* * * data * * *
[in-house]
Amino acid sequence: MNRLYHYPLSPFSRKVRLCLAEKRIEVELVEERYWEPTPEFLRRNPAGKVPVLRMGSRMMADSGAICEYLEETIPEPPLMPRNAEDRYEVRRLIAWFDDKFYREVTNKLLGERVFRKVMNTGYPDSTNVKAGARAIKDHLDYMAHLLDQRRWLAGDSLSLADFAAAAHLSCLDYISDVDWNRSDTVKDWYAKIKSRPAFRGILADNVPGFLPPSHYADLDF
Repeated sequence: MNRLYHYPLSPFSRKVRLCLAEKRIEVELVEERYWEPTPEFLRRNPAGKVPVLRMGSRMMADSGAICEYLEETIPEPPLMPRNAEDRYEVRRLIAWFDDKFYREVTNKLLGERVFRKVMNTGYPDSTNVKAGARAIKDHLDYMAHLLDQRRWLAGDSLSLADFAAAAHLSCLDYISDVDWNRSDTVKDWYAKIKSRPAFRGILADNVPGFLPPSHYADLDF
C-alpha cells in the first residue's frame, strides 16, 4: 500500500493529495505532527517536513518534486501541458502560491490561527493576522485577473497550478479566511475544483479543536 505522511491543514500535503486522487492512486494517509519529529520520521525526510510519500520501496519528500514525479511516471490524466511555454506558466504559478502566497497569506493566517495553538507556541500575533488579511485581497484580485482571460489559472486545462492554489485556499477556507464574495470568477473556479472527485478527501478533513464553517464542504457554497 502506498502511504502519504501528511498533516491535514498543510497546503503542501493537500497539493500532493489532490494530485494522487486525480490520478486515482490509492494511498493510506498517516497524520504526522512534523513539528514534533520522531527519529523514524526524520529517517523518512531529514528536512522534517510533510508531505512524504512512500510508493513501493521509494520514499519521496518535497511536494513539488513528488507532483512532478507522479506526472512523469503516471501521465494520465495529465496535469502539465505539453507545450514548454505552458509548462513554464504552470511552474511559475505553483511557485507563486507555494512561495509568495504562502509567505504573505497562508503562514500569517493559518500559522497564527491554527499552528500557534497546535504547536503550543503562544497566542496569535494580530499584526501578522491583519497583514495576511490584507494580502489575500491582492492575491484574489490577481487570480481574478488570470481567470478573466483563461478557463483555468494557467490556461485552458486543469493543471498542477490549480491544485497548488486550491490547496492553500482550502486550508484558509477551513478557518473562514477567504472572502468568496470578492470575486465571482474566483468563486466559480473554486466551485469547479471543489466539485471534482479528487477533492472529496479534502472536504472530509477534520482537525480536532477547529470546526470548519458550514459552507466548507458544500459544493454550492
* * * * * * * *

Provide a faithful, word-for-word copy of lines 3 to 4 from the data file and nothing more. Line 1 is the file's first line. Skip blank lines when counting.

Repeated sequence: MNRLYHYPLSPFSRKVRLCLAEKRIEVELVEERYWEPTPEFLRRNPAGKVPVLRMGSRMMADSGAICEYLEETIPEPPLMPRNAEDRYEVRRLIAWFDDKFYREVTNKLLGERVFRKVMNTGYPDSTNVKAGARAIKDHLDYMAHLLDQRRWLAGDSLSLADFAAAAHLSCLDYISDVDWNRSDTVKDWYAKIKSRPAFRGILADNVPGFLPPSHYADLDF
C-alpha cells in the first residue's frame, strides 16, 4: 500500500493529495505532527517536513518534486501541458502560491490561527493576522485577473497550478479566511475544483479543536 505522511491543514500535503486522487492512486494517509519529529520520521525526510510519500520501496519528500514525479511516471490524466511555454506558466504559478502566497497569506493566517495553538507556541500575533488579511485581497484580485482571460489559472486545462492554489485556499477556507464574495470568477473556479472527485478527501478533513464553517464542504457554497 502506498502511504502519504501528511498533516491535514498543510497546503503542501493537500497539493500532493489532490494530485494522487486525480490520478486515482490509492494511498493510506498517516497524520504526522512534523513539528514534533520522531527519529523514524526524520529517517523518512531529514528536512522534517510533510508531505512524504512512500510508493513501493521509494520514499519521496518535497511536494513539488513528488507532483512532478507522479506526472512523469503516471501521465494520465495529465496535469502539465505539453507545450514548454505552458509548462513554464504552470511552474511559475505553483511557485507563486507555494512561495509568495504562502509567505504573505497562508503562514500569517493559518500559522497564527491554527499552528500557534497546535504547536503550543503562544497566542496569535494580530499584526501578522491583519497583514495576511490584507494580502489575500491582492492575491484574489490577481487570480481574478488570470481567470478573466483563461478557463483555468494557467490556461485552458486543469493543471498542477490549480491544485497548488486550491490547496492553500482550502486550508484558509477551513478557518473562514477567504472572502468568496470578492470575486465571482474566483468563486466559480473554486466551485469547479471543489466539485471534482479528487477533492472529496479534502472536504472530509477534520482537525480536532477547529470546526470548519458550514459552507466548507458544500459544493454550492